Share this Page URL

Chapter 4. Staffing Up > Avoiding Lawsuits - Pg. 110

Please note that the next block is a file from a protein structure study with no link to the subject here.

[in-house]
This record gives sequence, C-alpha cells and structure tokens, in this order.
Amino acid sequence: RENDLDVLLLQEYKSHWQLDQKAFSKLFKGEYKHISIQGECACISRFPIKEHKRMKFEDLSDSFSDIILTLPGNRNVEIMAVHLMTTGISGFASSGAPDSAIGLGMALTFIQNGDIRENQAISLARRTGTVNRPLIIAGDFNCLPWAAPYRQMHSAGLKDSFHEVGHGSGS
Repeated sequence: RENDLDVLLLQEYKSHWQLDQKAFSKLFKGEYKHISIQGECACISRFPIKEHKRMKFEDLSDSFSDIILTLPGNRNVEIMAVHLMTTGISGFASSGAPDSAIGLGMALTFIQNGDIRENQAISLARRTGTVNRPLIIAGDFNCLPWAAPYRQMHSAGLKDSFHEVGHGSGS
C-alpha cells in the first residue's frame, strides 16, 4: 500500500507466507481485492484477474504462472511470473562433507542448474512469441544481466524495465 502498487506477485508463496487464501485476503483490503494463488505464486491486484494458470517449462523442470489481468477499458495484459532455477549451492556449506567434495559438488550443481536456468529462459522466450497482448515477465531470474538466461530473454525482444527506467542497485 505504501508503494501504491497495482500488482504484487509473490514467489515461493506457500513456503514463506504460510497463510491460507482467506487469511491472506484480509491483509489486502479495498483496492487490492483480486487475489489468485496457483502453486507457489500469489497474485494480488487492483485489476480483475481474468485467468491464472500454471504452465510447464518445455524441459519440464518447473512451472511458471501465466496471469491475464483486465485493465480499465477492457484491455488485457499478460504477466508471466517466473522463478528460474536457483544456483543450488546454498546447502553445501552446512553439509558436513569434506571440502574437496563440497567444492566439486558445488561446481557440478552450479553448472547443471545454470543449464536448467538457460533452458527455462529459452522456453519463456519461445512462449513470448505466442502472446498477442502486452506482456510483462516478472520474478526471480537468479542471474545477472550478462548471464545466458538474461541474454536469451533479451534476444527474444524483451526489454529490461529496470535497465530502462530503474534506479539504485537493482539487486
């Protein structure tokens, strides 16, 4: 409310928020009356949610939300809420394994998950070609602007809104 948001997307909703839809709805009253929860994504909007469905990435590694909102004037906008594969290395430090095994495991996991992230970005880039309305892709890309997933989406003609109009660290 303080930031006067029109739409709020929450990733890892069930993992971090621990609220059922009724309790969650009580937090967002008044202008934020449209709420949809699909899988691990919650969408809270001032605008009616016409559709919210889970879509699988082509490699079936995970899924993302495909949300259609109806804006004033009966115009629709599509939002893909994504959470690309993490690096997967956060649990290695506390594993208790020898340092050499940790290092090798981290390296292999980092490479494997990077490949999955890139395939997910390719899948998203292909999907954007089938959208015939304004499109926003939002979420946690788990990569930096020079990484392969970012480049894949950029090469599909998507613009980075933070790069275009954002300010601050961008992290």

Staffing Up 110 · Catalogs pre-existing property. If the contractor will be using a pre-existing IP, such as an engine or a tool set, these need to be named and described with specificity. Furthermore, the contractor must grant the company a license to use that IP. Whenever pre-existing IP is incorporated into the work product, the company will want an irrevocable, non-exclusive, permanent, sub-licen- sable, royalty-free license to use the contractor's IP so that the company will not have to nego- tiate with the contractor every time it sells or changes the work product. · Sets up invention disclosure parameters. The contractor should promptly and fully disclose all intellectual property created during the engagement and as a result of work performed during the engagement. · Assigns all IP to the client. The company will want to own all intellectual property created by a contractor as a work made for hire. The contractor should irrevocably assign to the company all rights that do not qualify as a work made for hire. The contractor should also agree to execute all documents and provide any other assistance required to establish the client's ownership. · No Contest. Contractor should agree not to contest ownership of the IP. Note NOTE A company's license to the preexisting property is only for the particular manifestation cre- ated for thecompany, i.e. the company can'tbreak out the engine and sub-licenseit to some- one else. It can only besublicensed as part of the game. To maintain good information hygiene, the independent contractor agreement should prohibit the contractor from disclosing confidential information to any third parties. The agreement should also: · Define confidential information broadly, including information given to the client by third parties. · State that the contractor has no existing conflict of interest and will not accept any engagement giving rise to such conflict during the course of work for the company. To guard against being the unwitting recipient of work violating a third party's rights (stolen code or artwork that could be deemed to defame an existing person--an ex-girlfriend, for example), the agreement should contain: · Contractor's representations that no element of the work product will contain any materials that infringe a third party's rights; and · Contractor's agreement to indemnify and hold the company harmless against any claims, losses, etc. resulting from a breach of the contractor's representation. In other words, if the contractor provides artwork that turns out to have been stolen from a third party, the contractor will be liable for attorney's fees or settlement costs, the costs of swapping out the artwork, and so on. Avoiding Lawsuits The two most common sources of worker lawsuits are wrongful termination and discrimination. Before addressing preventive measures specific to each category, there are a few general cautions that are worth a pound of cure: · Hire smart. Trust your intuition. Remember that, beyond an employee's skills, workplace chem- istry is the bedrock of good morale. · Learn how to interview. Learn about what you can and can't say when trying to learn about a prospective employee. With all of the laws to follow regarding interview, getting information about a prospective employee has been likened to drinking a glass of water with your hands behind your back.